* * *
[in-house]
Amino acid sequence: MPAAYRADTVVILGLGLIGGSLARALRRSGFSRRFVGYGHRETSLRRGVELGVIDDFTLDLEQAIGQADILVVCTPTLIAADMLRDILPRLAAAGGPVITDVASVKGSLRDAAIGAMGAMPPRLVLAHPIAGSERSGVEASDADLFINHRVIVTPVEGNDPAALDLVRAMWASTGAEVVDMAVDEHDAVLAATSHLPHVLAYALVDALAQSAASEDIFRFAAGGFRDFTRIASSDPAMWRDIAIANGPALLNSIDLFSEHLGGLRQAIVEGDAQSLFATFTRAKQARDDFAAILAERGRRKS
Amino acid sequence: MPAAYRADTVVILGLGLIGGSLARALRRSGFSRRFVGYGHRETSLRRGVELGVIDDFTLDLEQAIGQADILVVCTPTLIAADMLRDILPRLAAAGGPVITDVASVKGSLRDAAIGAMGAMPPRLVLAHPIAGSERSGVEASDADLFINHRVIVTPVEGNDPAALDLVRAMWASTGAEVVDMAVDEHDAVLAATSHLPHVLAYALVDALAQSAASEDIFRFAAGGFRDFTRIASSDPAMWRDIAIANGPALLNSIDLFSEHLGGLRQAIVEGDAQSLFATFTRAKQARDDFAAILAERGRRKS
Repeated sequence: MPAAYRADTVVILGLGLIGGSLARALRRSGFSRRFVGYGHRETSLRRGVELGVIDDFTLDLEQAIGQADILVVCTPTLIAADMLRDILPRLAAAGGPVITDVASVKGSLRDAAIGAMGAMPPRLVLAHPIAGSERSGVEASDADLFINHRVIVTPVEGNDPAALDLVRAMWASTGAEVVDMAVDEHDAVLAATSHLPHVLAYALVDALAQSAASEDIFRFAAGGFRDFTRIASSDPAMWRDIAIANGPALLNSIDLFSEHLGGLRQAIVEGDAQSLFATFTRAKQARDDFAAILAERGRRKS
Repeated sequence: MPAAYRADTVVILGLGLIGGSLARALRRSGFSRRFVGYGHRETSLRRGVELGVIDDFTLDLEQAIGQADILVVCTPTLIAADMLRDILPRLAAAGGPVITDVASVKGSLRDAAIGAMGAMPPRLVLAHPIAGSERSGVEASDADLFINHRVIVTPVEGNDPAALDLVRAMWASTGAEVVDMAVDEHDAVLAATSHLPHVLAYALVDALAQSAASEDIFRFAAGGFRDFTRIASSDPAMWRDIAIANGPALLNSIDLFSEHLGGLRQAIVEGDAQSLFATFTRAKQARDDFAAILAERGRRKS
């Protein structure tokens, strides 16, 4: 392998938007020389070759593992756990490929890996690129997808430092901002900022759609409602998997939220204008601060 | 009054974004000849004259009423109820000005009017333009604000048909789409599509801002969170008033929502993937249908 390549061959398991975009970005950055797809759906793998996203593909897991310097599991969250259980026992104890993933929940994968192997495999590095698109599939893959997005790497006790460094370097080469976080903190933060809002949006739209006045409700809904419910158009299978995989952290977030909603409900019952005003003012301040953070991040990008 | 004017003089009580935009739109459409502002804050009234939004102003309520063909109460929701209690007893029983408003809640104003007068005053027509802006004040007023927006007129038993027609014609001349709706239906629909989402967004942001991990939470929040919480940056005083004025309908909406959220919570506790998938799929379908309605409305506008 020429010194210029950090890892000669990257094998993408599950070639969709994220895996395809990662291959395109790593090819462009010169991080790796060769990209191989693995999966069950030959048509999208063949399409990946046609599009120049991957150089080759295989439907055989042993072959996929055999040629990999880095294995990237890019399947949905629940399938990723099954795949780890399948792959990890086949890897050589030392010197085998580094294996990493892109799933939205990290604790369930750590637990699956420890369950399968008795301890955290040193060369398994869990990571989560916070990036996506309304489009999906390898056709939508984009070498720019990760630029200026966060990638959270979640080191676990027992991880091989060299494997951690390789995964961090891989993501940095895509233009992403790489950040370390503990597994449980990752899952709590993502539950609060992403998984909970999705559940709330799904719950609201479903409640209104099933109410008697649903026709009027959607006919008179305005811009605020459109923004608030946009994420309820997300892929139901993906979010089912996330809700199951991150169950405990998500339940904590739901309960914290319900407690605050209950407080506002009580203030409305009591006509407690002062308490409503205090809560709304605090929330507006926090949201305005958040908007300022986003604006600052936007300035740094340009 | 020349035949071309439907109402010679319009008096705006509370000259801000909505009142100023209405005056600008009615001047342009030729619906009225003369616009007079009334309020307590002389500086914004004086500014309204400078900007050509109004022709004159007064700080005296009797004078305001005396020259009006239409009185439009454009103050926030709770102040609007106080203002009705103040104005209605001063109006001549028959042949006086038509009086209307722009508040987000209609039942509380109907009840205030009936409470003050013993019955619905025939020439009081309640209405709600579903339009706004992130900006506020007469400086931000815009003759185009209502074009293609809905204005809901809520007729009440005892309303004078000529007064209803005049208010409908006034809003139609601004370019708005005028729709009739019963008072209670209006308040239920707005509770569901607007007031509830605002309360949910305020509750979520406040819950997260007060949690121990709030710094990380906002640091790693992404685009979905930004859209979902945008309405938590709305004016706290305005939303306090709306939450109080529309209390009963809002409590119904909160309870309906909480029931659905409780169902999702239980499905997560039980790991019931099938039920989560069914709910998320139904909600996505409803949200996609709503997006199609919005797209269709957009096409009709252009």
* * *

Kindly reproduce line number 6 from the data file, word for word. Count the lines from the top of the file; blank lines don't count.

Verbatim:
């Protein structure tokens, strides 16, 4: 392998938007020389070759593992756990490929890996690129997808430092901002900022759609409602998997939220204008601060 | 009054974004000849004259009423109820000005009017333009604000048909789409599509801002969170008033929502993937249908 390549061959398991975009970005950055797809759906793998996203593909897991310097599991969250259980026992104890993933929940994968192997495999590095698109599939893959997005790497006790460094370097080469976080903190933060809002949006739209006045409700809904419910158009299978995989952290977030909603409900019952005003003012301040953070991040990008 | 004017003089009580935009739109459409502002804050009234939004102003309520063909109460929701209690007893029983408003809640104003007068005053027509802006004040007023927006007129038993027609014609001349709706239906629909989402967004942001991990939470929040919480940056005083004025309908909406959220919570506790998938799929379908309605409305506008 020429010194210029950090890892000669990257094998993408599950070639969709994220895996395809990662291959395109790593090819462009010169991080790796060769990209191989693995999966069950030959048509999208063949399409990946046609599009120049991957150089080759295989439907055989042993072959996929055999040629990999880095294995990237890019399947949905629940399938990723099954795949780890399948792959990890086949890897050589030392010197085998580094294996990493892109799933939205990290604790369930750590637990699956420890369950399968008795301890955290040193060369398994869990990571989560916070990036996506309304489009999906390898056709939508984009070498720019990760630029200026966060990638959270979640080191676990027992991880091989060299494997951690390789995964961090891989993501940095895509233009992403790489950040370390503990597994449980990752899952709590993502539950609060992403998984909970999705559940709330799904719950609201479903409640209104099933109410008697649903026709009027959607006919008179305005811009605020459109923004608030946009994420309820997300892929139901993906979010089912996330809700199951991150169950405990998500339940904590739901309960914290319900407690605050209950407080506002009580203030409305009591006509407690002062308490409503205090809560709304605090929330507006926090949201305005958040908007300022986003604006600052936007300035740094340009 | 020349035949071309439907109402010679319009008096705006509370000259801000909505009142100023209405005056600008009615001047342009030729619906009225003369616009007079009334309020307590002389500086914004004086500014309204400078900007050509109004022709004159007064700080005296009797004078305001005396020259009006239409009185439009454009103050926030709770102040609007106080203002009705103040104005209605001063109006001549028959042949006086038509009086209307722009508040987000209609039942509380109907009840205030009936409470003050013993019955619905025939020439009081309640209405709600579903339009706004992130900006506020007469400086931000815009003759185009209502074009293609809905204005809901809520007729009440005892309303004078000529007064209803005049208010409908006034809003139609601004370019708005005028729709009739019963008072209670209006308040239920707005509770569901607007007031509830605002309360949910305020509750979520406040819950997260007060949690121990709030710094990380906002640091790693992404685009979905930004859209979902945008309405938590709305004016706290305005939303306090709306939450109080529309209390009963809002409590119904909160309870309906909480029931659905409780169902999702239980499905997560039980790991019931099938039920989560069914709910998320139904909600996505409803949200996609709503997006199609919005797209269709957009096409009709252009």